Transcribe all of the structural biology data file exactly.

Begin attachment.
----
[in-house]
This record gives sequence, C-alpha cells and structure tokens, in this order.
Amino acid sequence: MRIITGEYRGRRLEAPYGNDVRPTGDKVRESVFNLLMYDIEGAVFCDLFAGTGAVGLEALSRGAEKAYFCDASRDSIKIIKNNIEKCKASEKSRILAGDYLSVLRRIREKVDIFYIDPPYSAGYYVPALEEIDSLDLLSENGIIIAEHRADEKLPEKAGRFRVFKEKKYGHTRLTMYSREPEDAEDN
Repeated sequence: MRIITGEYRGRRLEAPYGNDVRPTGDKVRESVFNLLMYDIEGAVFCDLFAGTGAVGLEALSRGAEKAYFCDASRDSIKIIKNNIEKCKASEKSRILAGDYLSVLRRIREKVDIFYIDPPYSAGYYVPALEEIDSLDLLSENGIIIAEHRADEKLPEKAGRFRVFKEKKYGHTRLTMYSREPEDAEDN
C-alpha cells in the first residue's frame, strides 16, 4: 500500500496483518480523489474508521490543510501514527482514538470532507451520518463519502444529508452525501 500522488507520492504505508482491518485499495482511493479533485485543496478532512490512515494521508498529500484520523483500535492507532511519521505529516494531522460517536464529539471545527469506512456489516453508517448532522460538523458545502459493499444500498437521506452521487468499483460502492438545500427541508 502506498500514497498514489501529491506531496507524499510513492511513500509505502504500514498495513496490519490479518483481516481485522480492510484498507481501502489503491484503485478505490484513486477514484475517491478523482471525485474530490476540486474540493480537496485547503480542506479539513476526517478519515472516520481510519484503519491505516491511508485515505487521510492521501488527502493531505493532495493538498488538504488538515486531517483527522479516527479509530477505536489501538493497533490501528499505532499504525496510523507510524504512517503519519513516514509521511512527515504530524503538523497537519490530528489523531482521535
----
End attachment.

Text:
[in-house]
This record gives sequence, C-alpha cells and structure tokens, in this order.
Amino acid sequence: MRIITGEYRGRRLEAPYGNDVRPTGDKVRESVFNLLMYDIEGAVFCDLFAGTGAVGLEALSRGAEKAYFCDASRDSIKIIKNNIEKCKASEKSRILAGDYLSVLRRIREKVDIFYIDPPYSAGYYVPALEEIDSLDLLSENGIIIAEHRADEKLPEKAGRFRVFKEKKYGHTRLTMYSREPEDAEDN
Repeated sequence: MRIITGEYRGRRLEAPYGNDVRPTGDKVRESVFNLLMYDIEGAVFCDLFAGTGAVGLEALSRGAEKAYFCDASRDSIKIIKNNIEKCKASEKSRILAGDYLSVLRRIREKVDIFYIDPPYSAGYYVPALEEIDSLDLLSENGIIIAEHRADEKLPEKAGRFRVFKEKKYGHTRLTMYSREPEDAEDN
C-alpha cells in the first residue's frame, strides 16, 4: 500500500496483518480523489474508521490543510501514527482514538470532507451520518463519502444529508452525501 500522488507520492504505508482491518485499495482511493479533485485543496478532512490512515494521508498529500484520523483500535492507532511519521505529516494531522460517536464529539471545527469506512456489516453508517448532522460538523458545502459493499444500498437521506452521487468499483460502492438545500427541508 502506498500514497498514489501529491506531496507524499510513492511513500509505502504500514498495513496490519490479518483481516481485522480492510484498507481501502489503491484503485478505490484513486477514484475517491478523482471525485474530490476540486474540493480537496485547503480542506479539513476526517478519515472516520481510519484503519491505516491511508485515505487521510492521501488527502493531505493532495493538498488538504488538515486531517483527522479516527479509530477505536489501538493497533490501528499505532499504525496510523507510524504512517503519519513516514509521511512527515504530524503538523497537519490530528489523531482521535